spoke of it. I saw it in Devon Street; she showed me the registration paper. I said, "I hope it is all right," and she accused me of thinking it was her own. I did not see the story of her life till she handed me the MS. She wrote most of it at Inverkeithing. She told me she was going to write it. She wanted me to take it to a certain gentleman who, she said, had promised to help her. She said he would tell me it was all true. I did not help her with it or make a single suggestion as to what she should write in it. I was introduced to Dr. Dunning by Miss McAvoy in Devon Street, Glasgow, some few days after she had shown me his photograph. I never slept at that house. He attended me once at her request. I had a very bad cold. I never had the prescription made up.
(Saturday, March 15.)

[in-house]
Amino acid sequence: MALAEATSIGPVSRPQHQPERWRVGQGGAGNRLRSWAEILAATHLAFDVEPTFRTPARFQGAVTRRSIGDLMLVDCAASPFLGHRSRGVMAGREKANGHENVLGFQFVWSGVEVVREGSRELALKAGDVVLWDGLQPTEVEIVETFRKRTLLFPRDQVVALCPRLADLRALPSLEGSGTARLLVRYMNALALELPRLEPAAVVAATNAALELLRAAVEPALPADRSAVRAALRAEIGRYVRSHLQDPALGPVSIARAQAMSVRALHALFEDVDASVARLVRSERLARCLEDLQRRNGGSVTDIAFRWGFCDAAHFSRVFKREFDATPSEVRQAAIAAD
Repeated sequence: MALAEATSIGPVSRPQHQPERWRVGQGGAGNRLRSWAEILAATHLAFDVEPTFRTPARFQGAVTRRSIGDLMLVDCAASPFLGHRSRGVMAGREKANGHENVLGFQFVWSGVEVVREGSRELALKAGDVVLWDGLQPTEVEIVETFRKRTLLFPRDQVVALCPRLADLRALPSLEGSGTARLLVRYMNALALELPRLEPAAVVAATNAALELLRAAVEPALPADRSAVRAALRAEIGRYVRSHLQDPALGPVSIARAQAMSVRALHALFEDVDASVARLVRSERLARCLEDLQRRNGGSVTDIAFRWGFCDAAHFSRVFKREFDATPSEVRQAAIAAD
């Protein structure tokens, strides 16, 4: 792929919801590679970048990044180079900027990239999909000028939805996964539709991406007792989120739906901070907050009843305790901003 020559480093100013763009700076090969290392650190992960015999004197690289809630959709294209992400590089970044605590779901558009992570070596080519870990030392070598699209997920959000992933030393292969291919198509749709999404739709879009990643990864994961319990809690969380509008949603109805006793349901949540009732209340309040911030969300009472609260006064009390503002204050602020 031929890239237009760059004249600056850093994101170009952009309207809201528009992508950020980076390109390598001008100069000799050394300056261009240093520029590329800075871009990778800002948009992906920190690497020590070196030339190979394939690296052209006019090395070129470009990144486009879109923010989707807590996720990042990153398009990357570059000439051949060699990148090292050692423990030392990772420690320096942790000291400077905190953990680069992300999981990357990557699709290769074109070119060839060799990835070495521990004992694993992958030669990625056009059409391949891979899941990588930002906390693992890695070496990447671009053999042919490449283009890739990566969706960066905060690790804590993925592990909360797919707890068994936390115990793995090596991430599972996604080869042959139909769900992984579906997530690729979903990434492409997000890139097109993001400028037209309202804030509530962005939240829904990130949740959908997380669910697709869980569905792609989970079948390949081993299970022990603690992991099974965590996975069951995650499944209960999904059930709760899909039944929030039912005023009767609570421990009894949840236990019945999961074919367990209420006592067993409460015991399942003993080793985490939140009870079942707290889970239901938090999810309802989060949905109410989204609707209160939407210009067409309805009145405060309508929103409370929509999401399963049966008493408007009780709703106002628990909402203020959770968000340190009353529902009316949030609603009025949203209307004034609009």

FRANCIS JOHN TAYLOR (prisoner, on oath). Cross-examined. My father died at Bristol about fifteen years ago. He was a printer in business for himself. Miss McAvoy gave the correct names of my brothers. They were older than I. I last heard of Jimmy twenty years ago. They all had children. The signature to the letter to Naismith and cheque are my ordinary handwriting when I am in a hurry. I was very excited when I wrote the letter to Miss McAvoy. I admit it is rather a businesslike letter. It is the only letter I have written for a number of years with a pen. It is not my ordinary signature. It was drafted by my agent, Mr. Campbell, and I was asked to write it out so that it could be handed to Mrs. Lomas's agent in answer to a request which he had made concerning the child. I was excited because it had been said I was the father of the child. The signature on the pamphlet I made different on purpose, because my signature having been published so much was being copied and used for begging purposes. I did not find this out after I was in custody; it was on November 8 when I came to London and saw the registrar's book in the registrar's office. It would be correct to say I wrote one way before the arrest and another afterwards. Up to the time of the arrest I always wrote similar to this in the cheque. In the signature in the notice of marriage the "h" is not exactly like that in the Naismith letter and cheque. The forgeries have been made from the pamphlet signature. I often talked to the girl about my father and brothers. She was able to give me a little information about them. I believed she was my niece. I did not take her to my home. I met her in Glasgow; my home is in Edinburgh. She could not have got back that evening. She asked me to call at the address she gave me, Calder Street. I have never been in that house. I do not think our next meeting was by accident; I think she was looking for me. I was seated in the railway compartment. I did not communicate with her. It was a fortnight after the second meeting when she said her husband was dead and the man she was living with was sending her out on the streets to get money. There is nothing more horrible than that my piece should be treated in that way. I did not think of going to the police; I advised her to go to the secretary of the Young Women's